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How to survive the AI-led era when machines work better than you

By Jiang Jie  (People's Daily Online)    14:37, August 23, 2018

The grim future illustrated by The New Yorker magazine cover of a human beggar receiving bolts from robots passing by is increasingly feared among many, as AI-assisted machines are becoming more common, replacing everything from human labor, customer service, news writing, pornography detection, and CT image analysis.

The future may not be all that miserable, however.

AI will propel the knowledge economy further and it holds great potential for dealing with labor shortages amid the nation’s demographic challenges, including population aging and declining birth rates. Meanwhile, structural changes in employment can be addressed with improved education, according to a report analyzing AI’s impact on China’s job market.

The report “Human Capital Investment in the AI Era: Future Challenges and Coping Strategies in the Chinese Job Market” was jointly released on Wednesday in Beijing by the China Development Research Foundation (CDRF) and Sequoia China.

It reportedly marks the first-ever comprehensive policy research product released in China that focuses on the impact of AI on the Chinese job market.

The report found that robots are already replacing human labor in Jiangsu, Zhejiang and Guangdong provinces – all of which are leading regions in manufacturing industry. Some 12% percent of the surveyed companies in Hangzhou are deploying AI technology and some 5% of the urban population in Dongguan has been replaced by robots in factories.

A total of 96,000 jobs in retail jobs may be replaced, while some 23% of finance workers are expected to see their posts totally or partially replaced by AI. In the meantime, AI can be used to improve the efficiency of some 1.7 million jobs in the retail industry, and 77% of the workers in the finance industry can benefit from AI, too, the report noted.

On Tuesday, a new AI-assisted technology was unveiled at a cybersecurity conference hosted by the Internet Society of China and Alibaba, which can detect illegal content online, including pornography, antisocial violence, and spam messages, as well as telecommunication fraud – jobs that used to be carried out manually by human technicians.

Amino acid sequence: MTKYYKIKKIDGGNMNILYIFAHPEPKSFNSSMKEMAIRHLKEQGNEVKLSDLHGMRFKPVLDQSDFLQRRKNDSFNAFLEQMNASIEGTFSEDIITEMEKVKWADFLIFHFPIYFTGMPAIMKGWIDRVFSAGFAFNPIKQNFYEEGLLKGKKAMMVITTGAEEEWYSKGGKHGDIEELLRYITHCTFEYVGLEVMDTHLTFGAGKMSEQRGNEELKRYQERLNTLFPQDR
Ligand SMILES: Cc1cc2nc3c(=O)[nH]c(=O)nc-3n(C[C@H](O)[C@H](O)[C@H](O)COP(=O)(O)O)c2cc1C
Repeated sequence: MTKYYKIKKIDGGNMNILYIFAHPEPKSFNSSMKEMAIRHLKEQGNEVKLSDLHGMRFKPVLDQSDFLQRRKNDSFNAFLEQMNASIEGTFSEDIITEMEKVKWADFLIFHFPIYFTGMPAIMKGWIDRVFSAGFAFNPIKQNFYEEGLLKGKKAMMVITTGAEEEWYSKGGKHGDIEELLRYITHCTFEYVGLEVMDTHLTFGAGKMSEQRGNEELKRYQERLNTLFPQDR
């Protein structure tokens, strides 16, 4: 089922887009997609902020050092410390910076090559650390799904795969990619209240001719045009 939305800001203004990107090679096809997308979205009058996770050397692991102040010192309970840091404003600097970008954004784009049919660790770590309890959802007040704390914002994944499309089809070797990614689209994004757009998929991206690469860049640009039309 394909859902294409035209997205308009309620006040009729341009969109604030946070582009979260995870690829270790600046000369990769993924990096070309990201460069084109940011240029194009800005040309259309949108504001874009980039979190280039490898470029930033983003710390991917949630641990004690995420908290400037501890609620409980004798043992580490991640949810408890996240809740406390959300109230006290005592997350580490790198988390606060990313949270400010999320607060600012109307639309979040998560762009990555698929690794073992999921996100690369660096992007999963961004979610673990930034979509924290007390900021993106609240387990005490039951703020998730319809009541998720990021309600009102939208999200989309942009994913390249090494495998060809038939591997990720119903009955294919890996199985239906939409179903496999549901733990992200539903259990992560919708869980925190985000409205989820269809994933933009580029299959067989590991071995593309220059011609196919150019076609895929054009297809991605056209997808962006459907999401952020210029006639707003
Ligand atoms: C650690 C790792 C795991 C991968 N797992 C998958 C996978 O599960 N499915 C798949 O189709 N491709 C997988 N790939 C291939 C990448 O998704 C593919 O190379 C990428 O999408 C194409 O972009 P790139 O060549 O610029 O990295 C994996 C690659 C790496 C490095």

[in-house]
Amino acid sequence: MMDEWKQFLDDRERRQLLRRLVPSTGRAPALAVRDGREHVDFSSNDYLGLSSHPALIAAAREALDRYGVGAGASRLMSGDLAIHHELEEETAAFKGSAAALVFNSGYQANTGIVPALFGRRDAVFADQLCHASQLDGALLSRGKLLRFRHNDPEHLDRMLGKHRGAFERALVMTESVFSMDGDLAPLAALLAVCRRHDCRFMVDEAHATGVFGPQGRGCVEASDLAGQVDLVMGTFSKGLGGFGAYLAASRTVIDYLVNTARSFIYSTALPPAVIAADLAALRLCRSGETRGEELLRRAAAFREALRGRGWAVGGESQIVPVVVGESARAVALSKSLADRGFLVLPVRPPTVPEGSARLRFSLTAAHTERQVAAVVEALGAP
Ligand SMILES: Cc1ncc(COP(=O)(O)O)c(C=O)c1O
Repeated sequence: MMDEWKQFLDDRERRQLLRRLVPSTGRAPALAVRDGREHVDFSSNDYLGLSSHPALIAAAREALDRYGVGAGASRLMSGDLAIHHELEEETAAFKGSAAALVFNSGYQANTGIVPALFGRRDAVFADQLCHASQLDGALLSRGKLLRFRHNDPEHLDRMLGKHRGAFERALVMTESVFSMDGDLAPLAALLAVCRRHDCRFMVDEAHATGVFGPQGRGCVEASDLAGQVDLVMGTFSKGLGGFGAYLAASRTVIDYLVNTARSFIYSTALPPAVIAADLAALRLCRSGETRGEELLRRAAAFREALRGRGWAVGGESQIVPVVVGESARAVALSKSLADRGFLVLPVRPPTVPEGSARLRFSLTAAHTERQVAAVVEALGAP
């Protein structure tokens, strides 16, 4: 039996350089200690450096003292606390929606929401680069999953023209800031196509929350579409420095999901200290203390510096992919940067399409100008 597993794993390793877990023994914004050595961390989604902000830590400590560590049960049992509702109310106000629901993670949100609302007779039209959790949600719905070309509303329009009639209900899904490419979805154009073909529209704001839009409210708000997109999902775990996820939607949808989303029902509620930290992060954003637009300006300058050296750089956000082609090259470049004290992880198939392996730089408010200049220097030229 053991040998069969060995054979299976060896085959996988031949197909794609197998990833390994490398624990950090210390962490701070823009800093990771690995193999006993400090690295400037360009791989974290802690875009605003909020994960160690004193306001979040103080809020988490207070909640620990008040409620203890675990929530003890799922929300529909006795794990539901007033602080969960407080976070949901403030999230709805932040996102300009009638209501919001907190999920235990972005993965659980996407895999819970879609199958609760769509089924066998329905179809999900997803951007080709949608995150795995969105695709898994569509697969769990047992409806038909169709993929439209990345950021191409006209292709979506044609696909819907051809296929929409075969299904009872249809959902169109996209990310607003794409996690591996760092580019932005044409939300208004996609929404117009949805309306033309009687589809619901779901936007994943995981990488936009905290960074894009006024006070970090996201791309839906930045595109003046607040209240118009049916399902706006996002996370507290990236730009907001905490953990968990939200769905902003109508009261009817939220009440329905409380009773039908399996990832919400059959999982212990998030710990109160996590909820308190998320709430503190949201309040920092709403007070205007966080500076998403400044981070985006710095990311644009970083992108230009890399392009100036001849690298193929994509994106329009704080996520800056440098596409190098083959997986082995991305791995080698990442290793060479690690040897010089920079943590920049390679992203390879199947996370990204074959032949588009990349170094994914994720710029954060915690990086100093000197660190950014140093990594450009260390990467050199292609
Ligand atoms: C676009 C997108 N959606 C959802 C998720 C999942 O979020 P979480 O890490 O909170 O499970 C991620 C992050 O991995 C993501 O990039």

Starting in 2018, Alipay alone has assisted 36,325 investigations, which have led to the arrest of 3,224 fraud suspects, after AI technology detected abnormal transactions through big data analysis.

“Scientific progress has always brought more opportunities than challenges. The new AI revolution is no exception. AI will bring more job opportunities, greater efficiency, and a more comfortable and convenient environment for life and business. In general, we don’t need to fear AI,” said Hao Jingfang, a researcher with CDRF and an author of the report.

The most popular skills in the future will be the capability to deal with new technologies, creativity, and the ability to build emotional bonds with people, Hao noted, concluding in the report that China should step up education and vocational training to meet the demands.

“China’s early childhood and preschool education system lags behind global standards, and China’s vocational education also needs further improvement. These shortcomings will hinder China’s labor market from transitioning to an AI-led future. Actions should be taken as soon as possible to address these potential challenges, including speeding up urbanization to release a city’s potential in innovation,” said Lu Mai, secretary general of CDRF.

AI should be applied first in sectors needing the most economic and social investments, such as education, healthcare, law, and finance and the educational resources of other mid to high-end service sectors should be allocated to further fairness and equality and foster a new generation in the workforce that can easily adapt to social changes. Lifelong learning and high-quality vocational training systems should also be established, and the social security system should play a stronger role in providing a safety net and redistributing wealth, according to Neil Shen Nanpeng, founder and managing partner of Sequoia China.

Lu Xin, a former vice minister of the Ministry of Education, agreed that a lifelong learning system should be set up and promoted with well-established training institutes. She predicted that AI would become part of China’s fundamental courses, such as Chinese, English, and math, to provide a sound foundation for future talent training.

China will also continue developing the smart economy and promoting the AI and high-end manufacturing industry, according to Zhang Yizhen, vice minister of the Ministry of Human Resources and Social Security.

“Artificial intelligence and human intelligence can reinforce each other and develop hand in hand,” Shen said. “AI will greatly free humans from repetitive jobs and cultivate creative minds.”

(For the latest China news, Please follow People's Daily on Twitter and Facebook)(Web editor: Jiang Jie, Bianji)

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